13 Reasons Aquino’s DAP is Worse than the PDAF
by Dean de la Paz
As morning broke following the decision of the Supreme Court (SC) declaring the Priority Development Assistance Fund (PDAF) and similar provisions of lump sum discretionary disbursement from the Malampaya Fund unconstitutional the public was ecstatic and forward looking. Even in our deeply damaged political culture, sometimes the public interest triumphs notwithstanding dilatory and squid-like sabotage attempts from the legislature or the executive branches.
The SC reflected the righteous aspirations of a public nauseated with systematic self-dealing as it abused the principle of separation of powers on one end and fattened a decrepit practice of largesse and patronage on another. While it simply decided on the constitutionality issue, the decision was a welcome remedy where both the Executive and the Legislature were dilly-dallying, playing the blame game, yet spawning their own, busy disguising the pork barrel, self-delusional that they might perpetuate the deceit by dressing up the pig and teaching it to sing.
Benigno Aquino III claimed he abolished the PDAF. He did not. He has no powers to do so. On the opposite end of the conspiracy, congress said they had foregone their PDAF allocations or would re-channel these away from non-government organizations to directly appropriate to line agencies. They continue to wield sine qua non “recommendatory” powers, even suggesting that their tomfoolery be perpetuated under a novel so-called single-purpose lump sum allocation that they claim the SC decision does not cover.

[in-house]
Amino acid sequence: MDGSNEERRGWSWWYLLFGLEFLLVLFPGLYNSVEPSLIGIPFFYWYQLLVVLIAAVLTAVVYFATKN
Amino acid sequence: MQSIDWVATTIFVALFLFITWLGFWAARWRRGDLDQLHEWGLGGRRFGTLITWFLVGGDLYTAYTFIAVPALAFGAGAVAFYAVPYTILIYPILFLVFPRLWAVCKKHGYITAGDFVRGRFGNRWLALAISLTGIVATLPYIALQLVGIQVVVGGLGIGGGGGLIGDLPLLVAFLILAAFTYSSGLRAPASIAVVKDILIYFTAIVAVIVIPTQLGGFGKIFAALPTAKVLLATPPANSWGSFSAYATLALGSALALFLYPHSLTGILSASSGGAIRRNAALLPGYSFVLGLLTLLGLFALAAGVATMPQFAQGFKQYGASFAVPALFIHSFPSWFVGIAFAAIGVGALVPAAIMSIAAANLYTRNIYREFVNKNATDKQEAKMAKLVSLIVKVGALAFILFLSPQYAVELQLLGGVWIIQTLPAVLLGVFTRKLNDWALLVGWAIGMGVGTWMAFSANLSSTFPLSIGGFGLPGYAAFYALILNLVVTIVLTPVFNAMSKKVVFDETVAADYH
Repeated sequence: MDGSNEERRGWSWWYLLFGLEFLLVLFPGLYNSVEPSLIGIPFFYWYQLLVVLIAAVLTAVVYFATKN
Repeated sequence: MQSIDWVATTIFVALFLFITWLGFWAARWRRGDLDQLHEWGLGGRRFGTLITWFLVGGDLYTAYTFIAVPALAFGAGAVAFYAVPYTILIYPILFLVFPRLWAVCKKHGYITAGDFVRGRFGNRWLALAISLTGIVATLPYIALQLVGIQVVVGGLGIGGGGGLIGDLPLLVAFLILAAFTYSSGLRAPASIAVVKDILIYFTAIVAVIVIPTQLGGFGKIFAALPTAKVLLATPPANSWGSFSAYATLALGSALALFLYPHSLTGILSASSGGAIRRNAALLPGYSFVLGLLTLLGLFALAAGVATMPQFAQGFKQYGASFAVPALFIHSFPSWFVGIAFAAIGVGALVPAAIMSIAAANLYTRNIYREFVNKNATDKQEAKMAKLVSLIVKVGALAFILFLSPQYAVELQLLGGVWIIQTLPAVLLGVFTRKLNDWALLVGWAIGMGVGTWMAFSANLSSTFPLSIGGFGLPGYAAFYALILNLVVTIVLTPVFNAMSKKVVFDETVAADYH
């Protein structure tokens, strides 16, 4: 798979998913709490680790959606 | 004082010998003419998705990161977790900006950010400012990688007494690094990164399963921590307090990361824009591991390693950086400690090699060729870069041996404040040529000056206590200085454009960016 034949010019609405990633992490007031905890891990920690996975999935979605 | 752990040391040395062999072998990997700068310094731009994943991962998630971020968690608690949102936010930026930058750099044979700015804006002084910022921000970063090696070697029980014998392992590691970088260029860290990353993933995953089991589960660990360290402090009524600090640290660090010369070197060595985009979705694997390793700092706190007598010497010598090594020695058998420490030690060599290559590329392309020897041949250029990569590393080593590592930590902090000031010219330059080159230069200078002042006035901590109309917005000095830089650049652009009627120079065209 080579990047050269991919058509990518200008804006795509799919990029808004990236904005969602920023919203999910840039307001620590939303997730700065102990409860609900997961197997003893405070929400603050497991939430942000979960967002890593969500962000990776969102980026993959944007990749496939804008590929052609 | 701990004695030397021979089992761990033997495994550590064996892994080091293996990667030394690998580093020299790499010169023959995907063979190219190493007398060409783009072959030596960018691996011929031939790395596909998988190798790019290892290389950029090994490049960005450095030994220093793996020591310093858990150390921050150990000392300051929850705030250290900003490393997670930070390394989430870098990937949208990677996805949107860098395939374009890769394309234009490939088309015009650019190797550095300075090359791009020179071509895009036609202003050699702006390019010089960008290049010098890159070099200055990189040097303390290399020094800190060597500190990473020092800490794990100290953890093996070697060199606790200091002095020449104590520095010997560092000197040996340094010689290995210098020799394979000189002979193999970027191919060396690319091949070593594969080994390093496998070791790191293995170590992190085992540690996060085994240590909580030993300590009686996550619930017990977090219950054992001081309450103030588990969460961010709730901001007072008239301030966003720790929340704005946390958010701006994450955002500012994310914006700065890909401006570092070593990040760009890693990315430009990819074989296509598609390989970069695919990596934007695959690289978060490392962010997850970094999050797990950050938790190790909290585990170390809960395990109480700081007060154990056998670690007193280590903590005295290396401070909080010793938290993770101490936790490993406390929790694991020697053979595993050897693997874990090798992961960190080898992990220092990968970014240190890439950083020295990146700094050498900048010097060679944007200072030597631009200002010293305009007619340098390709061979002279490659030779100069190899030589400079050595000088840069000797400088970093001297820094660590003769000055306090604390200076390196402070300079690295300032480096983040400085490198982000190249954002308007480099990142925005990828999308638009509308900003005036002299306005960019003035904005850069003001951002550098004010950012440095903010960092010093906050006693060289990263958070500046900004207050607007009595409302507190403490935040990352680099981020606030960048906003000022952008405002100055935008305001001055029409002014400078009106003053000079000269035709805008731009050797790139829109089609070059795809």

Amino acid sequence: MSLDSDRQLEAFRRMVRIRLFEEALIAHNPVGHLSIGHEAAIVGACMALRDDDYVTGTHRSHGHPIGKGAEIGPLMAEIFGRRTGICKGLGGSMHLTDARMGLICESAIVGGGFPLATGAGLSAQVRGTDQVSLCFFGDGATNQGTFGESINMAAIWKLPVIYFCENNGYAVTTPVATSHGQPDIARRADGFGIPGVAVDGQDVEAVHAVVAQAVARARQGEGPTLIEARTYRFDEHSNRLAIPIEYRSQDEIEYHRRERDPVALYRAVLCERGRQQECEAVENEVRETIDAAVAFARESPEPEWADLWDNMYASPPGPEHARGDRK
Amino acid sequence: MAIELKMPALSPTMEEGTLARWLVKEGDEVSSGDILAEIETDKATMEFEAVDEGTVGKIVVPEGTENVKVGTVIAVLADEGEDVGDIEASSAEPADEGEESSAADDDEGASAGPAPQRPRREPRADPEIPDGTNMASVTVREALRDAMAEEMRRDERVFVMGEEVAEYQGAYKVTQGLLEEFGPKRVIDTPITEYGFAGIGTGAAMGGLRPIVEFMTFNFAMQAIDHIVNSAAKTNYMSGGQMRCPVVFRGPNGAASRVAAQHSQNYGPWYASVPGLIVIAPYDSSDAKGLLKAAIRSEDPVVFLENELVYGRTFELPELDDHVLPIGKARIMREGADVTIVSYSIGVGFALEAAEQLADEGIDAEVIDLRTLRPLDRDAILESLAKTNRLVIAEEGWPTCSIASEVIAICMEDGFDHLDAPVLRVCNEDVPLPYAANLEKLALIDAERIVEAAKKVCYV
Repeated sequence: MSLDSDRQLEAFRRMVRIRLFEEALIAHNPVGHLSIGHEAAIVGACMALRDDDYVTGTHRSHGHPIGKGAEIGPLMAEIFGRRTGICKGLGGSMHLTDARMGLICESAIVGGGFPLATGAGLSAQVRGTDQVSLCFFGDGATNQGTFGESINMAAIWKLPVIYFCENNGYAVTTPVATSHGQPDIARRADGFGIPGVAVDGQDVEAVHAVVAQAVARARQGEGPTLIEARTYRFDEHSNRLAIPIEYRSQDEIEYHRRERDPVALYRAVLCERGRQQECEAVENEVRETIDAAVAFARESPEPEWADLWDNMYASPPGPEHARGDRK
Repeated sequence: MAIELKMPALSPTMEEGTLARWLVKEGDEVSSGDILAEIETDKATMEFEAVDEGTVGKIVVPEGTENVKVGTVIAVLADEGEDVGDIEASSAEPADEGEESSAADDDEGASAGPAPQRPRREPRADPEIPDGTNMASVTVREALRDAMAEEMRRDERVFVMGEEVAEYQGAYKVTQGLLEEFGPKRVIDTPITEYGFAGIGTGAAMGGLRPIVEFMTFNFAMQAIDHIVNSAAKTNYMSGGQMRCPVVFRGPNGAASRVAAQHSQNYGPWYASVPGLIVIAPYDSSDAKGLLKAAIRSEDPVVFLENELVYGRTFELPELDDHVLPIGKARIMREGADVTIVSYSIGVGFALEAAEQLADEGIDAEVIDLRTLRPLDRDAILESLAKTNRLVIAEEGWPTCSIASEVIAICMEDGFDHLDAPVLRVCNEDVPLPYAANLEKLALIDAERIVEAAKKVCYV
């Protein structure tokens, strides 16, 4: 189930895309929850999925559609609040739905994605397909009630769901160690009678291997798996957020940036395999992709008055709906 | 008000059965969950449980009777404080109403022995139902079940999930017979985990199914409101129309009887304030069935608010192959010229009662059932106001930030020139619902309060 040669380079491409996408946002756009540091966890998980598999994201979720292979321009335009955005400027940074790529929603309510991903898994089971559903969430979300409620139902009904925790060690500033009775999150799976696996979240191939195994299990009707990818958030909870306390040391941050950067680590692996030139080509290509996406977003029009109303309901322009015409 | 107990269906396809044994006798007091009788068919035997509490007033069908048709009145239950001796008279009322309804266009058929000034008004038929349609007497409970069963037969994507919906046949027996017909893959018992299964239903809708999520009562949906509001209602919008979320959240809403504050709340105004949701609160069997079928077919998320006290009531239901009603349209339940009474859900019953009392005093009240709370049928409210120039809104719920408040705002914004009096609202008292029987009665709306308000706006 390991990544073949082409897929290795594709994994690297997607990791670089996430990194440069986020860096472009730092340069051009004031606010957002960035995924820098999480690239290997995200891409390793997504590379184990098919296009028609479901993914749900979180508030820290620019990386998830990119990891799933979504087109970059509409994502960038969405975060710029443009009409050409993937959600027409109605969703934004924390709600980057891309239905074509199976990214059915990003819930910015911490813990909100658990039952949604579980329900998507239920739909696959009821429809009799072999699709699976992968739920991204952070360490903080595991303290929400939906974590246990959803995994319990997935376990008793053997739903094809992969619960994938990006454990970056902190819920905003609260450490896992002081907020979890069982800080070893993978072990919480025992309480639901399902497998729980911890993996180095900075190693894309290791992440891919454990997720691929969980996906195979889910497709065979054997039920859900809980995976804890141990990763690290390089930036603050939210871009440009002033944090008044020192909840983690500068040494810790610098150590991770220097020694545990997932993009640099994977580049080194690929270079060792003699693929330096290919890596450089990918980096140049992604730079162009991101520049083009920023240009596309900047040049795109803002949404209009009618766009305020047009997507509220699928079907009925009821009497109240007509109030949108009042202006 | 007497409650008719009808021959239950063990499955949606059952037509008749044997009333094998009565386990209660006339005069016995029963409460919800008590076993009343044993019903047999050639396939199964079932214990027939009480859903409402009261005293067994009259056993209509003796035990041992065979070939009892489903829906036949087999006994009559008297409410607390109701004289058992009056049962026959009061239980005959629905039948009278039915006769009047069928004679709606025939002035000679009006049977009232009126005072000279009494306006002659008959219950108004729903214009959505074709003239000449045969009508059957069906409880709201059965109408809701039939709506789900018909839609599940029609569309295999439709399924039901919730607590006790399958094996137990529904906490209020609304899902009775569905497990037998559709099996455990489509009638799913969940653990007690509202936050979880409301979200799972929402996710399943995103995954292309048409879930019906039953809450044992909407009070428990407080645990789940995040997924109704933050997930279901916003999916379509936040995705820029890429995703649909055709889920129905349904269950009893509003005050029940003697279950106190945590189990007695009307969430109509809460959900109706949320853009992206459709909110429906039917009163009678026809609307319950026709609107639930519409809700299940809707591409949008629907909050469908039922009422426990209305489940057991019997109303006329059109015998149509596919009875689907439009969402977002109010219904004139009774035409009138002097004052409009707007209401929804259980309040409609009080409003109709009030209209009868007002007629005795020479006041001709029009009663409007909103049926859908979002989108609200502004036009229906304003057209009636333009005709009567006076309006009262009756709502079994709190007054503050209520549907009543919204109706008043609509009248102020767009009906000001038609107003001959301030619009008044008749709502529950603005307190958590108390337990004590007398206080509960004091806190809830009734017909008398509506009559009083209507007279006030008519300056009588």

The public isn’t biting. That’s just like calling a pig a hog. It’s still subject to patronage. It’s still lump sum. It’s still discretionary. It’s still a violation of the separation of powers. And, worse, it’s still subject to the preferential whim and political whine of pigs.
Aquino is dead wrong when he said that this was about corruption. That’s not only the shallowest analysis of the pork barrel problem but unfortunately, that is also way too simplistic and compels acting only on aberrant superficialities. Failing to recognize profound inherent flaws, both palliatives from Aquino’s to congress’s do not do away with the insidious patronage system inherent in the pork barrel system. Worse, both are apparently palliatives designed to primarily placate.
The High Court had tactfully laid the basis for their decision not simply on two specific statutory infernal creations that sought to institutionalize an aberrant practice but the court focused on the fundamental concept of a “Pork Barrel” as it had evolved, defining it primarily as a question of proprietary powers, and only secondarily citing the PDAF and aspects of the Malampaya Fund’s abuse as applications of the deeply encompassing pork barrel system. Corruption was not even a primary concern much less thematic in the decision.
A rather brief albeit definitive and contiguous reference to similar creations and perhaps postmortem ghostly resurrections was included and here quoted verbatim so there can be no disputing what the people via their Supreme Court wanted. Any reincarnation or variation of the pork barrel are unconstitutional and this covers “all informal practices of similar import and EFFECT (caps provided), which the court similarly deems to be acts of grave abuse of discretion amounting to lack or excess of discretion.”
Thus, any malversation that reeks of double-dead pork is still double-dead pork.